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Every House Republican But One Just Voted to Shut Down the Federal Government
212 House Republicans – all who voted but one – voted to shut down the entire federal government Thursday evening. It was an act that would have massive implications for many Americans, especially during the coronavirus pandemic, amid the emergence of a new variant, and as the holiday travel season quickly approaches.
The continuing resolution passed 221-212 thanks solely to Democrats and Republican Adam Kinzinger.
U.S. House PASSES CR funding government through February 18, 2022, 221-212.
Goes now to the U.S. Senate.
Current spending authority expires Friday at Midnight ET. pic.twitter.com/HGANxhoOCF
— CSPAN (@cspan) December 2, 2021
Republican U.S. Rep. Marjorie Taylor Greene of Georgia “was speaking for virtually her entire conference,” Axios reporter Andrew Solender said in a tweet, when she demanded, “shut it down.”
“This government should be shut down,” Greene angrily cried . “Do not pass this CR. Shut it down.”
“Because the people in here cannot control themselves,” she continued, claiming they “don’t understand how to balance a checkbook.”
The crisis is not yet over. The bill now heads to the U.S. Senate, where a small group of Republicans, and currently it appears Democratic Sen. Joe Manchin, are demanding Democrats “defund” President Joe Biden’s vaccine mandate.
Watch: Marjorie Taylor Greene Calls for Government Shutdown Because ‘The People in Here Cannot Control Themselves’
Congress has about 30 hours to pass a continuing resolution (CR) to allow the federal government to stay open past Friday midnight. And while nearly everyone is on board, from President Joe Biden to House Speaker Nancy Pelosi and even Senate Minority Leader Mitch McConnell, some powerful members of Congress are trying to prevent the CR from passing.
They include Republican Senators Ted Cruz and Mike Lee and Democratic Senator Joe Manchin, who oppose vaccine mandates and are trying to include an amendment to “defund” President Biden’s executive order.
And then there’s Republican Congresswoman Marjorie Taylor Greene, who just wants to shut it down.
Literally, those were her words: “shut it down.”
“This government should be shut down,” Greene said minutes ago on the House floor, as Punchbowl News’ Jake Sherman reports. “Do not pass this CR. Shut it down.”
Why is Greene demanding a full federal government shutdown?
“Because the people in here cannot control themselves,” declared Greene, who was stripped of all her committee assignments almost immediately upon being sworn in to Congress. “The people in here don’t understand how to balance a checkbook.”
“This government should be shut down.”
— Rep. Marjorie Taylor Greene (R-GA) rails against the national debt and endorses a government shutdown. pic.twitter.com/NhP7aFOObl
— The Recount (@therecount) December 2, 2021
According to information from the Committee for a Responsible Federal Budget shutting down the federal government could force TSA and air traffic controllers to work without pay, and could halt new applications for federal assistance like Medicare, and halt EPA and FDA inspections – possibly leading to massive illness on top of the coronavirus pandemic, amid the emergence of the new omicron variant.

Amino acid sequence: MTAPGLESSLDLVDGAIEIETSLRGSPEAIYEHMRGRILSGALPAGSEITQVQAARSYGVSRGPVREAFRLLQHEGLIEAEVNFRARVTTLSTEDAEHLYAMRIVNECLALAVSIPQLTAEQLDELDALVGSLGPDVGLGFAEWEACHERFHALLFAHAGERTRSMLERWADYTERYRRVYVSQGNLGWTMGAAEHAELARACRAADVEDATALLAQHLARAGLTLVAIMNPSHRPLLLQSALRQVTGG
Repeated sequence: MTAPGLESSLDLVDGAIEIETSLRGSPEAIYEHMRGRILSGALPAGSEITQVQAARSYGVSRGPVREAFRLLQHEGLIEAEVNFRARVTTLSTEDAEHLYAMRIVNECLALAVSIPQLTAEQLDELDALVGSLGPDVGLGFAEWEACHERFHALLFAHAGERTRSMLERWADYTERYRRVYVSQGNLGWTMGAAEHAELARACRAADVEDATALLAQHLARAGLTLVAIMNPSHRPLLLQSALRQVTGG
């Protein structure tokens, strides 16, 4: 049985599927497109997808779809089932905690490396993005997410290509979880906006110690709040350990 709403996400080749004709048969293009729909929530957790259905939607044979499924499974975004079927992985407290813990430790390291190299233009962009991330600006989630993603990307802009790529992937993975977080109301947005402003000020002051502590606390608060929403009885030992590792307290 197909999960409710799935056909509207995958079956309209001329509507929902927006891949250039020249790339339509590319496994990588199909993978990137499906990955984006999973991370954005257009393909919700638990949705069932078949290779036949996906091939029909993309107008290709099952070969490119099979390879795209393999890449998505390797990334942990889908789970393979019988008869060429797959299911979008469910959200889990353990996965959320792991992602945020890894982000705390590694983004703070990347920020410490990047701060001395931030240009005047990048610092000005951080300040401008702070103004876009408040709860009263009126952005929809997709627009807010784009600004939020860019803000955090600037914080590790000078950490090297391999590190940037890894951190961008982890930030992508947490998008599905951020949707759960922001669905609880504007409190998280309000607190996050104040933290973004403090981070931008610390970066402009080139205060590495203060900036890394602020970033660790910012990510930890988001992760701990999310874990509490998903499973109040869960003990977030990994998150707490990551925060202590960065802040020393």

That’s just for starters.
New mortgage and loan approvals could be halted as the IRS would be unable to verify Social Security numbers, and people who receive food stamps could lose that vital source of funds.
Joe Manchin Appears to Be Siding With Republicans Who Are Pushing to Shut Down the Government Over Vaccine Mandates
‘Quickly Turning Into a Joe Manchin Rodeo’
U.S. Senator Joe Manchin (D-WV) is being described as the necessary and “most likely” the “51st vote” for shutting down the federal government over President Joe Biden’s vaccine “mandate.” Republicans, especially Senators Ted Cruz and Mike Lee, are working to pass an amendment that would ban vaccine mandates nationwide, in exchange for voting to keep the federal government open, just weeks before Christmas.
Sen. Mike Lee, a far right pro-Trump Christian conservative from Utah, “wants an amendment to strip money from vax mandates at 50-vote threshold.” says Punchbowl News co-founder Jake Sherman. “If he gets it, he’ll consent to speed up proceedings, which would likely — almost certainly — avoid a shutdown.”
If he doesn’t, it’s possible the federal government could shut down on Friday.
Sen. Mike Lee (R-UT) joins the growing list of Republicans who are calling to shut down the government over vaccine-or-testing mandates. pic.twitter.com/ffMddGpT1A
— The Recount (@therecount) December 2, 2021
The Washington Post’s Mike DeBonis says “as with most things round these parts, this is quickly turning into a Joe Manchin rodeo.”
CNN’s Manu Raju adds that Sen. Manchin “doesn’t rule out supporting [an] amendment to DEFUND vaccine mandate on businesses. This is why Republican Sens. Marshall and Lee are demanding a 51-vote threshold. Says he backs mandate on feds but tells us he’s ‘less enthused’ with business mandate.”
At CNN Raju and other reporters explain the situation:
Key negotiators from both parties announced a plan Thursday morning that would keep the federal government funded, but due to Senate rules governing procedure, all 100 senators would need to agree in order to quickly pass the plan before Friday, and a handful of GOP senators are standing by their threats to delay the process over the vaccine rules.